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Clin Cancer Res. 2014 Sep 15;20(18):4904-11. doi: 10.1158/1078-0432.CCR-13-1341. Epub 2014 Mar 31.

SPINK1 protein expression and prostate cancer progression.

Author information

1
Center for Molecular Oncologic Pathology; Departments of Department of Histopathology, St. James's Hospital and Trinity College Dublin Medical School, Dublin, Ireland rflavin@stjames.ie.
2
Channing Division of Network Medicine, Department of Medicine; Department of Epidemiology, Harvard School of Public Health; and.
3
Center for Molecular Oncologic Pathology; Departments of.
4
Center for Molecular Oncologic Pathology; Departments of Department of Histopathology, St. James's Hospital and Trinity College Dublin Medical School, Dublin, Ireland.
5
Radiation Oncology, Dana Farber Cancer Institute;
6
Medical Oncology and.
7
Division of Preventive Medicine, Brigham and Women's Hospital;
8
Center for Molecular Oncologic Pathology; Departments of Medical Oncology and.

Abstract

PURPOSE:

SPINK1 overexpression has been described in prostate cancer and is linked with poor prognosis in many cancers. The objective of this study was to characterize the association between SPINK1 overexpression and prostate cancer-specific survival.

EXPERIMENTAL DESIGN:

The study included 879 participants in the U.S. Physicians' Health Study and Health Professionals Follow-Up Study, diagnosed with prostate cancer (1983-2004) and treated by radical prostatectomy. Protein tumor expression of SPINK1 was evaluated by immunohistochemistry on tumor tissue microarrays.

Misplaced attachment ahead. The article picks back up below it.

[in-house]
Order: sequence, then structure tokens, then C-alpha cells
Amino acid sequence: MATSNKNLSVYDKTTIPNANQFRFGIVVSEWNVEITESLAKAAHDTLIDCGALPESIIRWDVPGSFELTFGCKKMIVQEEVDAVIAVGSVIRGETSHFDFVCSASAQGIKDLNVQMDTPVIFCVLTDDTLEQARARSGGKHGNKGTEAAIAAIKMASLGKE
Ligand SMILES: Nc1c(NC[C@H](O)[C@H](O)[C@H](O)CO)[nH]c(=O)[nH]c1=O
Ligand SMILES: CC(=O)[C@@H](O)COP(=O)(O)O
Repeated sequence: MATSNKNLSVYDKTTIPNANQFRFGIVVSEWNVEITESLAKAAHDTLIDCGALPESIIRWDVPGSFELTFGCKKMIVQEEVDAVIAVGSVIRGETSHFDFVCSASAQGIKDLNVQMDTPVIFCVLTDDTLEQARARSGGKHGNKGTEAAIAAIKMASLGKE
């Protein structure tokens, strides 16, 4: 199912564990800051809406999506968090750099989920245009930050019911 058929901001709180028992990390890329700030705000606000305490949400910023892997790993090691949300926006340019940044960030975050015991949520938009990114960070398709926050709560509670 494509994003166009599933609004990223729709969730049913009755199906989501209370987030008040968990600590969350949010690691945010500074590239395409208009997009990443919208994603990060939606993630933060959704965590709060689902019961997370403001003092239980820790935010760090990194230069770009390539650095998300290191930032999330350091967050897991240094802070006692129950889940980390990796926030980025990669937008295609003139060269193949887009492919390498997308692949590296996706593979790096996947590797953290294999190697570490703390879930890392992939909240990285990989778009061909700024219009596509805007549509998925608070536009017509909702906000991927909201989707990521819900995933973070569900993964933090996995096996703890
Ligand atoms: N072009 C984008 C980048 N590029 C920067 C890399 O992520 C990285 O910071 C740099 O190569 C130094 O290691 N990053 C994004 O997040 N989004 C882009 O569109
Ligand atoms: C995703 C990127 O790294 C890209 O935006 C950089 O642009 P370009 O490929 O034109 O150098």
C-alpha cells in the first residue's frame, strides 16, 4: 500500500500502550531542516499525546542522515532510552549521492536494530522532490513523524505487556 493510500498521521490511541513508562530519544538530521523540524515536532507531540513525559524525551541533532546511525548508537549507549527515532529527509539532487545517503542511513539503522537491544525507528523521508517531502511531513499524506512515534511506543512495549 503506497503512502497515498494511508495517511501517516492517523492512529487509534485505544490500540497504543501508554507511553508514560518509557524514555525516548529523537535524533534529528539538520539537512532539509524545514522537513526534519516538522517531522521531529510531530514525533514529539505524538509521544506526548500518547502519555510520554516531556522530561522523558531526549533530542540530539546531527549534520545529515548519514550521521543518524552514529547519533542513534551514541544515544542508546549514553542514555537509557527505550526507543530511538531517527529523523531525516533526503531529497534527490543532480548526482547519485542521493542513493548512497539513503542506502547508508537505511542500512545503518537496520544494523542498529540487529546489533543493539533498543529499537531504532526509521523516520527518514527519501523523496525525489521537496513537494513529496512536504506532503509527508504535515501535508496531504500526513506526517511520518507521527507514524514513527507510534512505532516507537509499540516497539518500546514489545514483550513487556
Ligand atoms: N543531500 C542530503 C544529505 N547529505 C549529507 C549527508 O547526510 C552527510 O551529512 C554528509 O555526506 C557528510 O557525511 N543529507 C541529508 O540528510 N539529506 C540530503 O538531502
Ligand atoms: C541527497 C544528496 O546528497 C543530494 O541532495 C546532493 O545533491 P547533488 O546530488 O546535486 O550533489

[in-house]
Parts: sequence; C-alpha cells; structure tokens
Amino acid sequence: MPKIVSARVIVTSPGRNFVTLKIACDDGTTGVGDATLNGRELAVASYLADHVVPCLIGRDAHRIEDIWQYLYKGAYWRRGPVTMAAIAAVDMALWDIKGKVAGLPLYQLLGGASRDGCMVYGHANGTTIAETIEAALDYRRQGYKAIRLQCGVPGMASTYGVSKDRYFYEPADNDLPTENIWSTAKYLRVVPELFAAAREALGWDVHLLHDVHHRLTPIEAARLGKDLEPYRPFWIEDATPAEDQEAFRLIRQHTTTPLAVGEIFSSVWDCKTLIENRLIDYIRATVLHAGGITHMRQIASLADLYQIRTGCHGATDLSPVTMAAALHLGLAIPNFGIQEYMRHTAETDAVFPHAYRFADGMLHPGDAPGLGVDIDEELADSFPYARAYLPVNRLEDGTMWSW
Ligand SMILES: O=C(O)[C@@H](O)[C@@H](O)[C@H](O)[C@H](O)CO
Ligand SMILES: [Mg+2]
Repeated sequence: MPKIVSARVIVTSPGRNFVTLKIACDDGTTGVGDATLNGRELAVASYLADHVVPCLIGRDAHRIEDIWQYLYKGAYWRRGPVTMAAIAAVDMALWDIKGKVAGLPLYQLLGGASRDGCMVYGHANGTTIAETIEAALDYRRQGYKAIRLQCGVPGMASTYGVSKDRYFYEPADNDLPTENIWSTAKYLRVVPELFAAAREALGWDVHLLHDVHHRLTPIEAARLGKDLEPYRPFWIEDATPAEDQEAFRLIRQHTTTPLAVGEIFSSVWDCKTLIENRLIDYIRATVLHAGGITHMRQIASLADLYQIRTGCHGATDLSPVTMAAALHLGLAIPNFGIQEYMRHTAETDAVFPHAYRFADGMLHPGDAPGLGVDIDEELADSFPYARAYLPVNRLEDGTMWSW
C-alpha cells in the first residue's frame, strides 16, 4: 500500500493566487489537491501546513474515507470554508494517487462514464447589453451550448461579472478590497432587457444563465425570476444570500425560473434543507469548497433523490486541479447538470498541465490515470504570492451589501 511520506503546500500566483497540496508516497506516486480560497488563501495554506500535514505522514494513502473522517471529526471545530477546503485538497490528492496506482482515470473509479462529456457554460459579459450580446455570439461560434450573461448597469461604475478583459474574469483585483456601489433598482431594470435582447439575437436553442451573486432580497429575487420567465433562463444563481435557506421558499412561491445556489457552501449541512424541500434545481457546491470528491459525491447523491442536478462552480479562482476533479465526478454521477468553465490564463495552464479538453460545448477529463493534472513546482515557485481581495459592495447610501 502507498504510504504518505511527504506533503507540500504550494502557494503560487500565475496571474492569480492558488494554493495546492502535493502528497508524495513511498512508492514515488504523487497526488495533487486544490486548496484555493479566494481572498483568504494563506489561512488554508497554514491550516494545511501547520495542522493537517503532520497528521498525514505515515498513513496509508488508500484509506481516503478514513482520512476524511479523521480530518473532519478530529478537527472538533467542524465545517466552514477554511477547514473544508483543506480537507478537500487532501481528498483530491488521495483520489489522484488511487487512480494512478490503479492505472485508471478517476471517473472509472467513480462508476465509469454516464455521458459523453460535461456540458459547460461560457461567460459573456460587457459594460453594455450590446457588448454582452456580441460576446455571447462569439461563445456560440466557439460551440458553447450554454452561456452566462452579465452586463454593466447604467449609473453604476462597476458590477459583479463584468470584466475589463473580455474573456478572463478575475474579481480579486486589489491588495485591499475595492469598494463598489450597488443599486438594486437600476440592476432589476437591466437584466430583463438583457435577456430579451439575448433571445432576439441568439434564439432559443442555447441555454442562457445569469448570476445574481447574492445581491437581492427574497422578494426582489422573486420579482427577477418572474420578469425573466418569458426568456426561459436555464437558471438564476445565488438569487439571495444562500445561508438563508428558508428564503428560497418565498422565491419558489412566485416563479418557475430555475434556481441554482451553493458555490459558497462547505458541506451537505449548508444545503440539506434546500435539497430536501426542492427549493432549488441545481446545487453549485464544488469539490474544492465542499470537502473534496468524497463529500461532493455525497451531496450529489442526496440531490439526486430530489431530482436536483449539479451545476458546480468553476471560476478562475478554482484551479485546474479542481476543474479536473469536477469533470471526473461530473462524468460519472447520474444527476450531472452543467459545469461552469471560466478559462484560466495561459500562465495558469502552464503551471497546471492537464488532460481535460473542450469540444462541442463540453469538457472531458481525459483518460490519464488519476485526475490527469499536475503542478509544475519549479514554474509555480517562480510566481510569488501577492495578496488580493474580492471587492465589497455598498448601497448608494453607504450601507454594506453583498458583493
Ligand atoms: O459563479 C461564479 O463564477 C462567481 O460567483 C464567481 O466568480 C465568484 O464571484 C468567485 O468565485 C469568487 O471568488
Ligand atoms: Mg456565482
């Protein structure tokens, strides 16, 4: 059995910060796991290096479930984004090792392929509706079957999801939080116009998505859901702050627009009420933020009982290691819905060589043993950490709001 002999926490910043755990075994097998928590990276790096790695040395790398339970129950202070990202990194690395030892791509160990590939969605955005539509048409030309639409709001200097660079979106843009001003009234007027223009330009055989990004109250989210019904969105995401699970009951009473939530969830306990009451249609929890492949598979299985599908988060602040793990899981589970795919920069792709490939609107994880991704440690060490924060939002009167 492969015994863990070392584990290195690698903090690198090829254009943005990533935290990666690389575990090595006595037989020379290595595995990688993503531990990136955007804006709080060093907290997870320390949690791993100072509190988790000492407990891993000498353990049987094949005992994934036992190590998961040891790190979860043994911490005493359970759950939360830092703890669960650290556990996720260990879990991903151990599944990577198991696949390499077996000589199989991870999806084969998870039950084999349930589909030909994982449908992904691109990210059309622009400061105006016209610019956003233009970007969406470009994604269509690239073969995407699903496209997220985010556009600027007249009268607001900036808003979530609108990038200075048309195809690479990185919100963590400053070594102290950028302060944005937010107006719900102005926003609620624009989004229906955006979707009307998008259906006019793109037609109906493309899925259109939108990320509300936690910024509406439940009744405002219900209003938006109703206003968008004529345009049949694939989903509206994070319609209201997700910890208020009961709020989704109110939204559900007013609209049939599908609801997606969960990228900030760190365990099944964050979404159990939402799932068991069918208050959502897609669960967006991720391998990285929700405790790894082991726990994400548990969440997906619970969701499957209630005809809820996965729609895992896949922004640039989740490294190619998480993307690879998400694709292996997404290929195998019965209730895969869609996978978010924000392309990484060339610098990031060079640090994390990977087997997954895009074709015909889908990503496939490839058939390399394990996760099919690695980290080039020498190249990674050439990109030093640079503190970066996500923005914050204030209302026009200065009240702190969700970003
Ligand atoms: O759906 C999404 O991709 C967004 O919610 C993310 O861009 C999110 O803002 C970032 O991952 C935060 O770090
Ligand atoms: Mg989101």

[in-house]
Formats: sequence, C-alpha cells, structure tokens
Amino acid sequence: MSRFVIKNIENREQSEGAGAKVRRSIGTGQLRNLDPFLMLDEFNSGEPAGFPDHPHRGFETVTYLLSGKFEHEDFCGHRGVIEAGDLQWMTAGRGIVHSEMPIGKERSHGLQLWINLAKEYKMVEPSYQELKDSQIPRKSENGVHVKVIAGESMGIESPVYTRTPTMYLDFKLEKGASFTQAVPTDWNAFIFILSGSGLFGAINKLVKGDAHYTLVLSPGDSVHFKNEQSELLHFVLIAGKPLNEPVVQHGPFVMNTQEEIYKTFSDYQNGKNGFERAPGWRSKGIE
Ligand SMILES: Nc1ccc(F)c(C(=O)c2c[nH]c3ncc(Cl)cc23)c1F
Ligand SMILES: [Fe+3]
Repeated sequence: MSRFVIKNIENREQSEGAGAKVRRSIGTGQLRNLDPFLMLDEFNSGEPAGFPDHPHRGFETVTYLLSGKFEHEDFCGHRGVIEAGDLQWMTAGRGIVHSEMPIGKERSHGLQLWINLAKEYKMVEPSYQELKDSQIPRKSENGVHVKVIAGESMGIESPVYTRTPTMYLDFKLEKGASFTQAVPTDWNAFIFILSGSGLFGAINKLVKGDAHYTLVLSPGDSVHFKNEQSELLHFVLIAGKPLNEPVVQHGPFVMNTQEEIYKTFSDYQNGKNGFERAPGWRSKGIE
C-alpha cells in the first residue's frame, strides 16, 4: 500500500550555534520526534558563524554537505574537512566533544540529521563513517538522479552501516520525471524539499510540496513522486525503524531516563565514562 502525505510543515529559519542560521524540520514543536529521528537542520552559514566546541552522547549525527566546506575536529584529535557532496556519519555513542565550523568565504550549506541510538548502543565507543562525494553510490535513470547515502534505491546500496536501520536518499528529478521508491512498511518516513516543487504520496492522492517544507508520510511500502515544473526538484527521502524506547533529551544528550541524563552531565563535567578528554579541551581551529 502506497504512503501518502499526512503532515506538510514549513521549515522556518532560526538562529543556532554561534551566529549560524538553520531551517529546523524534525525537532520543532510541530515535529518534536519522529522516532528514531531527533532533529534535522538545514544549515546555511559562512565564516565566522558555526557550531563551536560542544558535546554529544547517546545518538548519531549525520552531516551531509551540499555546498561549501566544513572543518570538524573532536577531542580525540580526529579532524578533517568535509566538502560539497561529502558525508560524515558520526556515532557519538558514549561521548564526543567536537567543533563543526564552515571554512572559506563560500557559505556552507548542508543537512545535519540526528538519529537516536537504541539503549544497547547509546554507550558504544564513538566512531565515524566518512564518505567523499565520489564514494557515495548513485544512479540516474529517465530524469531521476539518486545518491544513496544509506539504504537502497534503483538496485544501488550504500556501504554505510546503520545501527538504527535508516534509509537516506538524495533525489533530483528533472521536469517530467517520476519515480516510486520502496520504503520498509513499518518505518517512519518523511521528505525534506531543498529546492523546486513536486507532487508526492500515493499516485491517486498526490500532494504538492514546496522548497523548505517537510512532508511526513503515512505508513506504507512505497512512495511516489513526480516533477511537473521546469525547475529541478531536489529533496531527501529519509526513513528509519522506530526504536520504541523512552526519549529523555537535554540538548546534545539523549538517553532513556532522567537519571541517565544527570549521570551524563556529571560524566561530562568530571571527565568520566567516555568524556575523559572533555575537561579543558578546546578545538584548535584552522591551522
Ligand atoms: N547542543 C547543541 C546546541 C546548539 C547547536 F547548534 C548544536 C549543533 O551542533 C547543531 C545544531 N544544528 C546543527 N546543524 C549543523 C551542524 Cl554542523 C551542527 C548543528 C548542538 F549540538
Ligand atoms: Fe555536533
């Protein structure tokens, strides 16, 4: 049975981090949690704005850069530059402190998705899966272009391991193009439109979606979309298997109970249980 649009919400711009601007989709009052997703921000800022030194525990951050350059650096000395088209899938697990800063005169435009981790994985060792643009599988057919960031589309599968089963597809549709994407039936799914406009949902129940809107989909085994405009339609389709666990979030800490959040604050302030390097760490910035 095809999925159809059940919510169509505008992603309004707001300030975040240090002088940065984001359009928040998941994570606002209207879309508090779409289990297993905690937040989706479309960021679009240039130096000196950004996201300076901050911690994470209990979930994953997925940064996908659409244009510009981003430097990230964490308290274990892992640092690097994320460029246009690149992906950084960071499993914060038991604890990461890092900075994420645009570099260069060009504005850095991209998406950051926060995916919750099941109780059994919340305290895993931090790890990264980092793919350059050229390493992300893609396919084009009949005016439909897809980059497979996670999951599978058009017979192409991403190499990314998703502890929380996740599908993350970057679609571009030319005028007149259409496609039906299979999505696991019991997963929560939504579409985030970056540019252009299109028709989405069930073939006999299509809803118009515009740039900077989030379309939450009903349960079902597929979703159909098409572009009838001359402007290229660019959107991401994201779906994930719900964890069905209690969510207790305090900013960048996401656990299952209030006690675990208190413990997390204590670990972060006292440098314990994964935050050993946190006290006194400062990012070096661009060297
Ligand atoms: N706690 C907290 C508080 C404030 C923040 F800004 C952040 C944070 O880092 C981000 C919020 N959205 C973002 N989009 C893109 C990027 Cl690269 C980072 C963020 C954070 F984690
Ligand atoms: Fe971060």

RESULTS:

Seventy-four of 879 (8%) prostate cancer tumors were SPINK1 positive. Immunohistochemical data were available for PTEN, p-Akt, pS6, stathmin, androgen receptor (AR), and ERG (as a measure of the TMPRSS2:ERG translocation). Compared with SPINK1-negative tumors, SPINK1-positive tumors showed higher PTEN and stathmin expression, and lower expression of AR (P < 0.01). SPINK1 overexpression was seen in 47 of 427 (11%) ERG-negative samples and in 19 of 427 (4%) ERG-positive cases (P = 0.0003). We found no significant associations between SPINK1 status and Gleason grade or tumor stage. There was no association between SPINK1 expression and biochemical recurrence (P = 0.56). Moreover, there was no association between SPINK1 expression and prostate cancer mortality (there were 75 lethal cases of prostate cancer during a mean of 13.5 years follow-up; HR = 0.71; 95% confidence interval, 0.29-1.76).

CONCLUSIONS:

Our results suggest that SPINK1 protein expression may not be a predictor of recurrence or lethal prostate cancer amongst men treated by radical prostatectomy. SPINK1 and ERG protein expression do not seem to be entirely mutually exclusive, as some previous studies have suggested.

PMID:
24687926
PMCID:
PMC4167171
DOI:
10.1158/1078-0432.CCR-13-1341
[Indexed for MEDLINE]
Free PMC Article
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